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Gotta Run: A good time for your first race

I am writing this on the Saturday morning that hurricane Matthew passed by. I had the opportunity to go out for a morning run in the rain. I always tell my classes that running in the rain is fun, just as it was this morning. There is a certain euphoria that isn’t easily understandable until you head out the door with rain coming down. Imagine the feeling of a warm shower while exercising. So, while in the middle of that euphoria, here comes this week’s column.

October and November are the busiest months of the year for running and racing locally. There are plenty of good events coming up. More on that later.

If you have been thinking about entering one of our local 5Ks, here are some tips to make the process easier. First, begin by picking the 5K run/walk that appeals to you and lock it into your schedule. Get the info from www.salisburyrowanrunners.org on the race calendar and even consider pre-registering to lock in your goal and get the best price. Remember that with most of the races, the entire proceeds will go to the charity listed. Be sure of the starting time, even the correct day. All races are not held on Saturday morning.

Make sure that you have done or will do most of the race distance in training. There will be a certain amount of adrenaline on race day that will help your effort but the mental assuredness of knowing you have the ability to complete the distance makes for a better experience.

On the evening before the race, lay out your race clothes, especially if you have traveled to the event. I was once surprised that I had forgotten my racing shorts and luckily found a drug store open at the last minute that had a suitable substitute. Plan for the all possible types of weather and bring a dry change for afterwards. It is a wonderful feeling to slip those dry and comfortable clothes on after a good race effort.

Eat only tried and true things on the evening before and the morning of the race. Eat light and make sure you are hydrated on race morning. Make sure that your pee is clear, which means that you are hydrated. If it isn’t, drink more water until 60-90 minutes before race start.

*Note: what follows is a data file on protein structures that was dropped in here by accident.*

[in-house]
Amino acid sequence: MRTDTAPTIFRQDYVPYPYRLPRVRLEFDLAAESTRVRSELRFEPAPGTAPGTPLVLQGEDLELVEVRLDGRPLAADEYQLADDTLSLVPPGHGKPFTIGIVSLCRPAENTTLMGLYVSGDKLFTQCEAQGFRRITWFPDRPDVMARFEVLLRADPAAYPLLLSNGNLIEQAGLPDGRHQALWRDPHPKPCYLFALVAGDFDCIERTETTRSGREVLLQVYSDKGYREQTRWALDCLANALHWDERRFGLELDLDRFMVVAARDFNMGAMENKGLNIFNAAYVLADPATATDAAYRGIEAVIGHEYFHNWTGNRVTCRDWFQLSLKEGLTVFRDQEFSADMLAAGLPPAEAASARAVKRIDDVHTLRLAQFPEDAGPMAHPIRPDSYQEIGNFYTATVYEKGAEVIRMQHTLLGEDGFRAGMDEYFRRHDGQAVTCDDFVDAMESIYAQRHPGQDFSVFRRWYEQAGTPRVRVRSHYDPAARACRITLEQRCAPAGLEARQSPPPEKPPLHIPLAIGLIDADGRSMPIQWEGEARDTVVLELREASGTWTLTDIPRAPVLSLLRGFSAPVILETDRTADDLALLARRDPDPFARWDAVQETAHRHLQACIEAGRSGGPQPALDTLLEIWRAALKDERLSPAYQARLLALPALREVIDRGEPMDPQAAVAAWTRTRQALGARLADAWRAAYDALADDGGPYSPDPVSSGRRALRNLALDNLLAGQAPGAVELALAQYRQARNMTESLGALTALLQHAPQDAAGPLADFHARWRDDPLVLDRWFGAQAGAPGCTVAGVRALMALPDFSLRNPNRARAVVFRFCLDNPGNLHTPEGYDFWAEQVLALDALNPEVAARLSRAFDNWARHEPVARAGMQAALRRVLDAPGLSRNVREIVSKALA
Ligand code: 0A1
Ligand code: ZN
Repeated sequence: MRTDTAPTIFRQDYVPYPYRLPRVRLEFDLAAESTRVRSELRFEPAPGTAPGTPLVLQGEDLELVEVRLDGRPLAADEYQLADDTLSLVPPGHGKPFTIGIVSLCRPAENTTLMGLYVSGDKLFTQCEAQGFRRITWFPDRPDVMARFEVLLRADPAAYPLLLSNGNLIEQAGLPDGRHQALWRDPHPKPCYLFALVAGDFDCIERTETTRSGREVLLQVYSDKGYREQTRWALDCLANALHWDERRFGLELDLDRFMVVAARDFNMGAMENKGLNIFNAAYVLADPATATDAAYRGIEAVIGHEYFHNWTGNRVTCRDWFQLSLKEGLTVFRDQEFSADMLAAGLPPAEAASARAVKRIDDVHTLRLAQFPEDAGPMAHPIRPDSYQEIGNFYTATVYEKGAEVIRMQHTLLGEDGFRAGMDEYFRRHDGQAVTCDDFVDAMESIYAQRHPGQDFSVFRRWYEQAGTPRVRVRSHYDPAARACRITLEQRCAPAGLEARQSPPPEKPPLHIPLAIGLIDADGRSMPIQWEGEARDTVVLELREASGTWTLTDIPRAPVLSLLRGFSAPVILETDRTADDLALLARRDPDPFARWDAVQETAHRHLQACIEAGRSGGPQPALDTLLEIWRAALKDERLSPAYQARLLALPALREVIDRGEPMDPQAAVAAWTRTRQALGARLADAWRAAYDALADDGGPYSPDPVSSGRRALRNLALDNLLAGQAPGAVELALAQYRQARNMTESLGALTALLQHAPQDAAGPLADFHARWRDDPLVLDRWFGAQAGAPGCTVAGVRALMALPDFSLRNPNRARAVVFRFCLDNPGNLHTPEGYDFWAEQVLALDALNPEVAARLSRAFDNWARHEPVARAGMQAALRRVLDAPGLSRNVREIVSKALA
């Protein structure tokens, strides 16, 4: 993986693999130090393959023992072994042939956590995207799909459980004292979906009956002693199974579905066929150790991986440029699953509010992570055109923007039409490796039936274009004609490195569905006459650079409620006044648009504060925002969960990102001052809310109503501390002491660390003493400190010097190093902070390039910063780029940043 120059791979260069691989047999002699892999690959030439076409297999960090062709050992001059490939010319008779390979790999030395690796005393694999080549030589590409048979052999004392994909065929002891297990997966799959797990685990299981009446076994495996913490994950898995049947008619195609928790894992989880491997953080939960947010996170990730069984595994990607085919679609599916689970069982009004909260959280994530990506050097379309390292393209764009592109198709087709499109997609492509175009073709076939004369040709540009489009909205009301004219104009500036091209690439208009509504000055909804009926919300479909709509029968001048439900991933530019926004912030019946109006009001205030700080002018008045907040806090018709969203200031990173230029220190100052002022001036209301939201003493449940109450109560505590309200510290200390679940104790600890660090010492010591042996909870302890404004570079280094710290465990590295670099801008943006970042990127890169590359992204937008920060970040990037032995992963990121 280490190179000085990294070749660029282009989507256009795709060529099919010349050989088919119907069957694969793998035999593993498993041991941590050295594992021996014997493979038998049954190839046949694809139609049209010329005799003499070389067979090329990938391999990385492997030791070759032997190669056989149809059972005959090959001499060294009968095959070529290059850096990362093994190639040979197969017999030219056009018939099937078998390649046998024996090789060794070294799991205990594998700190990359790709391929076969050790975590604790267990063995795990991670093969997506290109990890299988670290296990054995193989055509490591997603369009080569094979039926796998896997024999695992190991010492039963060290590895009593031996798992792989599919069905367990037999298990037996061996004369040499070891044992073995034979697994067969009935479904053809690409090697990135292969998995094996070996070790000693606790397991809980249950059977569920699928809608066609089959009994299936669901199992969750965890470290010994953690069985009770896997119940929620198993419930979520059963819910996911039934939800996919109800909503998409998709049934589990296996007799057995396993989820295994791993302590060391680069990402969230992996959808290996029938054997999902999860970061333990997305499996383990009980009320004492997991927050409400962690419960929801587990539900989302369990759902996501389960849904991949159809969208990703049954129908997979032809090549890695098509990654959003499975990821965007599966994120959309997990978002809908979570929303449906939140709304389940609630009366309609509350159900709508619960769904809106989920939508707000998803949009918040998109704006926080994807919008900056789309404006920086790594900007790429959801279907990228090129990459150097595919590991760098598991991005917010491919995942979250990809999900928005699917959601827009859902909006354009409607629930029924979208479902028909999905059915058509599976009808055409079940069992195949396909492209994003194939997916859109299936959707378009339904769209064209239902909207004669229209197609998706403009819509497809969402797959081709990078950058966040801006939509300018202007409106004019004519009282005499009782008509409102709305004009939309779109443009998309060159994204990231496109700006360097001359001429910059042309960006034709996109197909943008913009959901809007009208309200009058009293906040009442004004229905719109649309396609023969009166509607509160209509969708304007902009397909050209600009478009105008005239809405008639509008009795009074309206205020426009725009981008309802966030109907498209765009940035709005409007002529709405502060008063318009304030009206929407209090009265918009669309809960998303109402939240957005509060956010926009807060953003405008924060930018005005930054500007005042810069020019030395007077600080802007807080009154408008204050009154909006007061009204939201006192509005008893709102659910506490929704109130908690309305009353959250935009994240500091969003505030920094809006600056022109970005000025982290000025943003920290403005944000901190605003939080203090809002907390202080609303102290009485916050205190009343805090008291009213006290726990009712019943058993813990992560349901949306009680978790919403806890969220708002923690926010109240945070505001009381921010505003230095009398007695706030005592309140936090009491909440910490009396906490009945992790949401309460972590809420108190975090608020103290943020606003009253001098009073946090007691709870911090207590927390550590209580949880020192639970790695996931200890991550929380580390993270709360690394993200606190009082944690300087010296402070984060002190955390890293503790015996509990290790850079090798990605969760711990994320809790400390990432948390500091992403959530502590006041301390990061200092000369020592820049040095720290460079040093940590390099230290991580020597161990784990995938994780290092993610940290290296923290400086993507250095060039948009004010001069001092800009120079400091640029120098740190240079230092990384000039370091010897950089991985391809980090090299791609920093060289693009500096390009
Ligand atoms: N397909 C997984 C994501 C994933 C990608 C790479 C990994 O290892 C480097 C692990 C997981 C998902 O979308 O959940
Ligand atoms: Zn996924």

Make sure that you arrive at the race in plenty of time to comfortably get registered and warm up, then make a last-minute pit stop before the start. Don’t be surprised if you need to make a couple of pit stops as nervousness speeds up the process. This is entirely normal. By warm up, I suggest that you run or walk enough to get your sweat started by about 10 minutes ahead of the starter’s gun or horn. Some last minute stretching once warmed up is a good idea too.

Pin your number on the front of your shirt. It is a sure sign of a rookie to have someone pin the number on the back. Finish line officials need to see your number as you complete the race. Watch what the more experienced runners/walkers do. Move toward the start line when they do, but beginners should line up near the back.

Run/walk the race easily to start with and then go harder if you feel like it as the race progresses. Always use the first race to experience the distance. I tell all my clients that the same holds true for any distance from 5K to a marathon. Savor the event and learn valuable lessons for next time.

Speaking of next time, you can race as much or as little as you want. Many runners/walkers enjoy the carnival atmosphere of the race experience and they love to challenge themselves. You will meet a group of people with similar interests and don’t be surprised if lifelong friendships develop.

With that said, two Halloween themed events are on tap for late October. The St. Matthew’s 5K, on Oct. 29, benefits two church members with medical issues. The fast, rural course will be enjoyable. The Rotary’s popular Spooky Sprint 5K is set for Sunday afternoon, Oct. 30 at Catawba College. The Halloween contests and the track finish are always big hits as the Rotarians raise funds for their many projects. Check the website for more details.

Have a great week with your running, just possibly in the rain! See you next week!

David Freeze is a nationally certified running coach and president of the Salisbury Rowan Runners. Contact him at david.freeze@ctc.net. Learn more at www.Ulearn2run.com



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